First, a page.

Chase Budinger: The Next Big 3 and D Wing?
After coming back from a knee injury that kept him sidelined the majority of his debut season with the Minnesota Timberwolves, Chase Budinger stepped right back into his steady bench production, averaging 9.4 points per game in 22 minutes. This production is nearly equal to his production in his previous four seasons and this end of season play was a big factor in his signing of a three year, $16 million dollar contract with the Timberwolves.
On a per 36 minute basis, Budinger has steadily averaged around 15 points per game, with almost two three pointers made per game, according to Basketball-Reference. He has been a steady bench player for the Houston Rockets for four season and the Timberwolves for one partial season. He seems poised to have a breakout season if he ever gets an opportunity to play starter’s minutes but that seems to be delayed for at least one more year with the Wolves signing of Corey Brewer. Does Budinger have the skills to be a 3 and D wing player if given the opportunity?
Three Point Shooting
Budinger has had an up and down career so far from beyond the arc, as he as had one great season shooting threes (40% in 2011-12), one above average season (37% in 09-10 and two average seasons (32% in 10-11 and 12-13, respectively). So which is the real Budinger?
Let’s look at some shots from his best season, when he shot a shade over 40% in 2011-12 with the Rockets. The below represents his shot chart from that season, with an abundance of green zones, especially in the corners.
His technique is nearly perfect from that season, which shows that Budinger has the potential to be an elite three point shooter. Budinger will continue to get open looks and he has the ability to be an elite shooter, he just needs to capitalize on his opportunities. In these examples from two seasons ago, notice how Budinger’s form, from his jump to his follow through, is nearly identical on each release. This is indicative of a promising shooter and will be useful once last season’s video examples are highlighted.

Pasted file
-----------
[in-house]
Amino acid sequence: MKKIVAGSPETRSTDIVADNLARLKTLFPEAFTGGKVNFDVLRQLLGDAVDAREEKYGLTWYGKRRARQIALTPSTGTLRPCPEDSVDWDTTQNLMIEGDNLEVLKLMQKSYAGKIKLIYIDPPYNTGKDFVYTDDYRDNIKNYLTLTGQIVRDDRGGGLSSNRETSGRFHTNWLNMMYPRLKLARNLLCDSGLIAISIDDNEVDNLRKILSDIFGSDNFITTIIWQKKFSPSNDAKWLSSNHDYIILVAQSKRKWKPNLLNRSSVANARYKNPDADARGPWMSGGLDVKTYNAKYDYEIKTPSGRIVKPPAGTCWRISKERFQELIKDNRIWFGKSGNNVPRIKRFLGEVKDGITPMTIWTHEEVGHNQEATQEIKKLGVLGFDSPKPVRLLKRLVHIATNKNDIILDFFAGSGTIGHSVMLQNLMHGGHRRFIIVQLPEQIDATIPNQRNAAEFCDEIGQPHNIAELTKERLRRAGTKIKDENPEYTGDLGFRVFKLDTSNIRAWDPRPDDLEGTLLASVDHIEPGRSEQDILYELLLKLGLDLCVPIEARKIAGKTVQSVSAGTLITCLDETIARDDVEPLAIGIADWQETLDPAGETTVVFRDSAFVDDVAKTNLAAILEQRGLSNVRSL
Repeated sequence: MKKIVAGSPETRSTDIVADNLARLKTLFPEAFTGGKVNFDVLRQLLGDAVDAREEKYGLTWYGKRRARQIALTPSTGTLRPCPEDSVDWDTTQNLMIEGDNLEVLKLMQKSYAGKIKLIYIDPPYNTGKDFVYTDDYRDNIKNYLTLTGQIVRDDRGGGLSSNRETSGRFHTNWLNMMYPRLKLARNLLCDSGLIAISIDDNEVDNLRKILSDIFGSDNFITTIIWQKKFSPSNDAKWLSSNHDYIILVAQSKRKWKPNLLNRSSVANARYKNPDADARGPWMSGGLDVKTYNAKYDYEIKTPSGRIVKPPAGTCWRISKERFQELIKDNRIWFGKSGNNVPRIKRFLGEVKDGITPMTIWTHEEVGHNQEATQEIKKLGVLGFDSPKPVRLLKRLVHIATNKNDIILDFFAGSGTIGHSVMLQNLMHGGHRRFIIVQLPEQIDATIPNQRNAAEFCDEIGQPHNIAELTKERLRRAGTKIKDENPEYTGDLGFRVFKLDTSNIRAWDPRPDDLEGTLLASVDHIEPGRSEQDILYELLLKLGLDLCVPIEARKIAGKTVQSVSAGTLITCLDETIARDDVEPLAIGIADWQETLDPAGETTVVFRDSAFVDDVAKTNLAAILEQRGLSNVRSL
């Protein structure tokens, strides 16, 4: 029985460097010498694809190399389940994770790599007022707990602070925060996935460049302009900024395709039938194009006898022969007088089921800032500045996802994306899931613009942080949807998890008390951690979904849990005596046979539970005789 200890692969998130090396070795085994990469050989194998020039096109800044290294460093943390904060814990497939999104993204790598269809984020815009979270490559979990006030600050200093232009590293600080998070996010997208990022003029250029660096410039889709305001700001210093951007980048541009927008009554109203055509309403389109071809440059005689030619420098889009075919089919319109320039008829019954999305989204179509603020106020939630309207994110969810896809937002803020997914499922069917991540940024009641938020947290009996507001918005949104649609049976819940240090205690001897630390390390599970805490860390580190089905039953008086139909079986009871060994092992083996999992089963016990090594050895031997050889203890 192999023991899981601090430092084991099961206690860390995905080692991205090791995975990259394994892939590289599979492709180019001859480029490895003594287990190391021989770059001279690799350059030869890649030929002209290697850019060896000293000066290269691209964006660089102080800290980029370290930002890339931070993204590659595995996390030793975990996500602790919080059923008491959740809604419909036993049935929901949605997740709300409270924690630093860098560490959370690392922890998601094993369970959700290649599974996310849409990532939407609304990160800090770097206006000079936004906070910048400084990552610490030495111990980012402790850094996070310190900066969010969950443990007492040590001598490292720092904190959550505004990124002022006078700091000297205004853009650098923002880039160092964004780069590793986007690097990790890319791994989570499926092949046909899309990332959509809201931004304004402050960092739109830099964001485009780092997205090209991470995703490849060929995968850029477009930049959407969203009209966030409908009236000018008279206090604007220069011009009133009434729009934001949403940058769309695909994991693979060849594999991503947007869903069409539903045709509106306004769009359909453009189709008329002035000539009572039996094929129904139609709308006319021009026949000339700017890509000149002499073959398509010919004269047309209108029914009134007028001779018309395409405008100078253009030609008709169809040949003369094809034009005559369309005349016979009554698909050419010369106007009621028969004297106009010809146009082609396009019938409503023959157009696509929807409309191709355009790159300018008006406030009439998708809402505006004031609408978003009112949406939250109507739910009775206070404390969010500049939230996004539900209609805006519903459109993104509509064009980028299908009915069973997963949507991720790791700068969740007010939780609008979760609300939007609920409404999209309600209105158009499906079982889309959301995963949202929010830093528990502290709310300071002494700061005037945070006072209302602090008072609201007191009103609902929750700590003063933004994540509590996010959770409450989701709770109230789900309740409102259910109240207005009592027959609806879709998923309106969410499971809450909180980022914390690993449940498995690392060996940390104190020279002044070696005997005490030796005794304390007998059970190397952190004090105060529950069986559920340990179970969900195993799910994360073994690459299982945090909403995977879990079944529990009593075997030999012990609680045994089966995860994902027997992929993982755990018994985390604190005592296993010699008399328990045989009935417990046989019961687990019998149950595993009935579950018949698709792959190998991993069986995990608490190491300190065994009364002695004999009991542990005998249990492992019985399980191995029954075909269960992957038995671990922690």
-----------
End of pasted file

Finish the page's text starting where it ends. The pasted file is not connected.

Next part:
Now let’s look at last season’s results. Although the sample size is relatively small, he struggled from beyond the arc, shooting only 32% after his return from his knee injury. There is an even bigger cause for concern after reviewing his shot chart, which shows some of his worst percentages came from the corner three point shot, which he needs to be able to convert to earn more minutes.
It is possible that this is just a factor of the small sample size and Budinger would have shot better over the entire season. However, there is one factor from reviewing the video that gives a glimpse into a possible cause to his poor shooting. While two seasons ago his form was replicated on each shot, that didn’t translate to his shots from last season, as he had slight differences in his form each time he attempted a three point shot.